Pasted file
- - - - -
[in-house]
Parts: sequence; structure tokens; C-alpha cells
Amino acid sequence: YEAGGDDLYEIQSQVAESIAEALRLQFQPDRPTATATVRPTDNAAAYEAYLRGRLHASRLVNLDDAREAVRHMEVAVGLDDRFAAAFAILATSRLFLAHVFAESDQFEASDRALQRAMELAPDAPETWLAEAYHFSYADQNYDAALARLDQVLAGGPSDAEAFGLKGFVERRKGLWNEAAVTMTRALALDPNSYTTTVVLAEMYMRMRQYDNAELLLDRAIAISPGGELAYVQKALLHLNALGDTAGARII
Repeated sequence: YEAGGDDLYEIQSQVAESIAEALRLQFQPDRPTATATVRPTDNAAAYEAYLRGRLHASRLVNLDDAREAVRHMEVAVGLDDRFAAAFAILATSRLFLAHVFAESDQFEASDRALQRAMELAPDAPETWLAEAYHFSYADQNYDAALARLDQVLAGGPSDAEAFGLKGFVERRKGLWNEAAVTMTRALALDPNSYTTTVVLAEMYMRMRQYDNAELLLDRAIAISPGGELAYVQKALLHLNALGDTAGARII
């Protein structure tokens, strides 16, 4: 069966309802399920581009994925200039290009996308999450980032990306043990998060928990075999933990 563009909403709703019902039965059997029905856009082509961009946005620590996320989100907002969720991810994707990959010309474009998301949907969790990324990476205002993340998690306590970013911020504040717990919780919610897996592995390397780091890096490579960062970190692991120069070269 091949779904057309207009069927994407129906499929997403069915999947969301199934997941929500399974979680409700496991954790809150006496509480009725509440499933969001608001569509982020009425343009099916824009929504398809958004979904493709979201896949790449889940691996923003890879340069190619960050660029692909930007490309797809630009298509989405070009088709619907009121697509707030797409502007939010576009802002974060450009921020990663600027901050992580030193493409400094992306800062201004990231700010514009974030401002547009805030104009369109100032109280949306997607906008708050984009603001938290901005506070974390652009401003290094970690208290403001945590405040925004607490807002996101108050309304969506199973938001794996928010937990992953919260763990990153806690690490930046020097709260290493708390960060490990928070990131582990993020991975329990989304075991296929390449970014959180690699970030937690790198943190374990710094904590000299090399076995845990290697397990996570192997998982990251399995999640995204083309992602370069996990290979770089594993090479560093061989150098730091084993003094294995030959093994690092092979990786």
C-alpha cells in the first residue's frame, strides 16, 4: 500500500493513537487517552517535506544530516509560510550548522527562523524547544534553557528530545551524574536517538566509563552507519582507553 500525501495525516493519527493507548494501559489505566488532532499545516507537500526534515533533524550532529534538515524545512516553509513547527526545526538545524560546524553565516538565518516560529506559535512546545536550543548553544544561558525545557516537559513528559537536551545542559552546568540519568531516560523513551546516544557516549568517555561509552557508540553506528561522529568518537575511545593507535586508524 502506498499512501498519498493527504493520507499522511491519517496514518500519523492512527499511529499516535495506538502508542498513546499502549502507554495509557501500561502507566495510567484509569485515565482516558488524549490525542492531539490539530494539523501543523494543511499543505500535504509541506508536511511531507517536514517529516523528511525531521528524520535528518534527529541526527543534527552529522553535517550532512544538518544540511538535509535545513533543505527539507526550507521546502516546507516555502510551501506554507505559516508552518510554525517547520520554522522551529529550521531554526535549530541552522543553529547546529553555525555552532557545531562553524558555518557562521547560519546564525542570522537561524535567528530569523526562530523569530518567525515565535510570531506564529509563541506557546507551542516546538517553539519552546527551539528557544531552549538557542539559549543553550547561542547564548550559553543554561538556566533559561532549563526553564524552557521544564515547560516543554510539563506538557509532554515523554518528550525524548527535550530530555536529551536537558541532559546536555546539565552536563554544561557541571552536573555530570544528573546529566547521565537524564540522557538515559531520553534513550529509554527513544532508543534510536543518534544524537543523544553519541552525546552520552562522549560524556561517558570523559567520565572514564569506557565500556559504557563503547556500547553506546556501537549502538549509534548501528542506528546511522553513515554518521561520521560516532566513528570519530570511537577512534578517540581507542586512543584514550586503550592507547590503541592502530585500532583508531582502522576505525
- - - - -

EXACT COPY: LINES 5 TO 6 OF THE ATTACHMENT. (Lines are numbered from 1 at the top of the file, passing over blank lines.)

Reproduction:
């Protein structure tokens, strides 16, 4: 069966309802399920581009994925200039290009996308999450980032990306043990998060928990075999933990 563009909403709703019902039965059997029905856009082509961009946005620590996320989100907002969720991810994707990959010309474009998301949907969790990324990476205002993340998690306590970013911020504040717990919780919610897996592995390397780091890096490579960062970190692991120069070269 091949779904057309207009069927994407129906499929997403069915999947969301199934997941929500399974979680409700496991954790809150006496509480009725509440499933969001608001569509982020009425343009099916824009929504398809958004979904493709979201896949790449889940691996923003890879340069190619960050660029692909930007490309797809630009298509989405070009088709619907009121697509707030797409502007939010576009802002974060450009921020990663600027901050992580030193493409400094992306800062201004990231700010514009974030401002547009805030104009369109100032109280949306997607906008708050984009603001938290901005506070974390652009401003290094970690208290403001945590405040925004607490807002996101108050309304969506199973938001794996928010937990992953919260763990990153806690690490930046020097709260290493708390960060490990928070990131582990993020991975329990989304075991296929390449970014959180690699970030937690790198943190374990710094904590000299090399076995845990290697397990996570192997998982990251399995999640995204083309992602370069996990290979770089594993090479560093061989150098730091084993003094294995030959093994690092092979990786």
C-alpha cells in the first residue's frame, strides 16, 4: 500500500493513537487517552517535506544530516509560510550548522527562523524547544534553557528530545551524574536517538566509563552507519582507553 500525501495525516493519527493507548494501559489505566488532532499545516507537500526534515533533524550532529534538515524545512516553509513547527526545526538545524560546524553565516538565518516560529506559535512546545536550543548553544544561558525545557516537559513528559537536551545542559552546568540519568531516560523513551546516544557516549568517555561509552557508540553506528561522529568518537575511545593507535586508524 502506498499512501498519498493527504493520507499522511491519517496514518500519523492512527499511529499516535495506538502508542498513546499502549502507554495509557501500561502507566495510567484509569485515565482516558488524549490525542492531539490539530494539523501543523494543511499543505500535504509541506508536511511531507517536514517529516523528511525531521528524520535528518534527529541526527543534527552529522553535517550532512544538518544540511538535509535545513533543505527539507526550507521546502516546507516555502510551501506554507505559516508552518510554525517547520520554522522551529529550521531554526535549530541552522543553529547546529553555525555552532557545531562553524558555518557562521547560519546564525542570522537561524535567528530569523526562530523569530518567525515565535510570531506564529509563541506557546507551542516546538517553539519552546527551539528557544531552549538557542539559549543553550547561542547564548550559553543554561538556566533559561532549563526553564524552557521544564515547560516543554510539563506538557509532554515523554518528550525524548527535550530530555536529551536537558541532559546536555546539565552536563554544561557541571552536573555530570544528573546529566547521565537524564540522557538515559531520553534513550529509554527513544532508543534510536543518534544524537543523544553519541552525546552520552562522549560524556561517558570523559567520565572514564569506557565500556559504557563503547556500547553506546556501537549502538549509534548501528542506528546511522553513515554518521561520521560516532566513528570519530570511537577512534578517540581507542586512543584514550586503550592507547590503541592502530585500532583508531582502522576505525